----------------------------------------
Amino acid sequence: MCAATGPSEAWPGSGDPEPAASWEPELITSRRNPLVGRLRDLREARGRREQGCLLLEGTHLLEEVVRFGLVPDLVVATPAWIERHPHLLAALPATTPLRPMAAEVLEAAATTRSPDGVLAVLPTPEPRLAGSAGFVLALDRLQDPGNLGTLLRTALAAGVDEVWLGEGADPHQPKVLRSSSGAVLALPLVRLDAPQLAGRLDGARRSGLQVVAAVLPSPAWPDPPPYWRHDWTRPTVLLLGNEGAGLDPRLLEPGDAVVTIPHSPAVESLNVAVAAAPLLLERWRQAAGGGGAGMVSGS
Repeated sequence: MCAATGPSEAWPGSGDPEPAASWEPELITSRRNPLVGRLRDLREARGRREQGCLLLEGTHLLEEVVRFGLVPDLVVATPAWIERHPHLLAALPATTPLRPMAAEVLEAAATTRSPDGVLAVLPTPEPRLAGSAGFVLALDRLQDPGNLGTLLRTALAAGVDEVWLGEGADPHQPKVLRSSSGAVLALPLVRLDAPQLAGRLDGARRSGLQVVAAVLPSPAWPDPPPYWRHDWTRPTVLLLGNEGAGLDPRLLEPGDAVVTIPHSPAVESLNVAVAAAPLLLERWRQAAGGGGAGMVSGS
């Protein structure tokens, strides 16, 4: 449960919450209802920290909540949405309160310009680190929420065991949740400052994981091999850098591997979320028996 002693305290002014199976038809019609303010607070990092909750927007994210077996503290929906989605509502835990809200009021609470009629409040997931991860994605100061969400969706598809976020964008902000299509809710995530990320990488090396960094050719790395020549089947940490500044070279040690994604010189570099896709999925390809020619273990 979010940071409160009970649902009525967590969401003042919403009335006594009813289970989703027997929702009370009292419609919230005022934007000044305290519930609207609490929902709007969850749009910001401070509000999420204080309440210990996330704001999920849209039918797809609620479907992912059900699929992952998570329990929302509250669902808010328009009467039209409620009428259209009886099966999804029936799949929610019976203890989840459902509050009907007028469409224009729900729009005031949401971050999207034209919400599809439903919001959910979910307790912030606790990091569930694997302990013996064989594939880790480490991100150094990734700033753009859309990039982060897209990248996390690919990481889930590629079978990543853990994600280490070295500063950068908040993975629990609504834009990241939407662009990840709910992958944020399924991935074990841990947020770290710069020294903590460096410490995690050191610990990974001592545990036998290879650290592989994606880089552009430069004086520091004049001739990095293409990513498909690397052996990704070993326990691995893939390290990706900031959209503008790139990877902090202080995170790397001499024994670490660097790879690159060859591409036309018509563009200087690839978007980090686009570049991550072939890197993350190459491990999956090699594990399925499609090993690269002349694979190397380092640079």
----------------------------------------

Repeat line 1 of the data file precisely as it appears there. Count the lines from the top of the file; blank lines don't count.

Amino acid sequence: MCAATGPSEAWPGSGDPEPAASWEPELITSRRNPLVGRLRDLREARGRREQGCLLLEGTHLLEEVVRFGLVPDLVVATPAWIERHPHLLAALPATTPLRPMAAEVLEAAATTRSPDGVLAVLPTPEPRLAGSAGFVLALDRLQDPGNLGTLLRTALAAGVDEVWLGEGADPHQPKVLRSSSGAVLALPLVRLDAPQLAGRLDGARRSGLQVVAAVLPSPAWPDPPPYWRHDWTRPTVLLLGNEGAGLDPRLLEPGDAVVTIPHSPAVESLNVAVAAAPLLLERWRQAAGGGGAGMVSGS